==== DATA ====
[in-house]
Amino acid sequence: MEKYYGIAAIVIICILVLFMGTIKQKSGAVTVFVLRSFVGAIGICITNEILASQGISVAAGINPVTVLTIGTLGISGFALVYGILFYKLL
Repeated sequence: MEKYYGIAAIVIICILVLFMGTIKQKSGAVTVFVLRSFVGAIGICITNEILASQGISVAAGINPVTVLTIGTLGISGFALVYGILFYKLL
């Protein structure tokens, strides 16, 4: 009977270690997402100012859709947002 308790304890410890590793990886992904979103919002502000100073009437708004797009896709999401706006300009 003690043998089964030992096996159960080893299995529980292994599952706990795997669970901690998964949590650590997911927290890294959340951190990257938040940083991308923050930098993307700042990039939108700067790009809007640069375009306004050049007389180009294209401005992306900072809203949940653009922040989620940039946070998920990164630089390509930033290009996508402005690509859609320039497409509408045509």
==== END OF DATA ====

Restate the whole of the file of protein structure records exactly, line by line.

[in-house]
Amino acid sequence: MEKYYGIAAIVIICILVLFMGTIKQKSGAVTVFVLRSFVGAIGICITNEILASQGISVAAGINPVTVLTIGTLGISGFALVYGILFYKLL
Repeated sequence: MEKYYGIAAIVIICILVLFMGTIKQKSGAVTVFVLRSFVGAIGICITNEILASQGISVAAGINPVTVLTIGTLGISGFALVYGILFYKLL
């Protein structure tokens, strides 16, 4: 009977270690997402100012859709947002 308790304890410890590793990886992904979103919002502000100073009437708004797009896709999401706006300009 003690043998089964030992096996159960080893299995529980292994599952706990795997669970901690998964949590650590997911927290890294959340951190990257938040940083991308923050930098993307700042990039939108700067790009809007640069375009306004050049007389180009294209401005992306900072809203949940653009922040989620940039946070998920990164630089390509930033290009996508402005690509859609320039497409509408045509």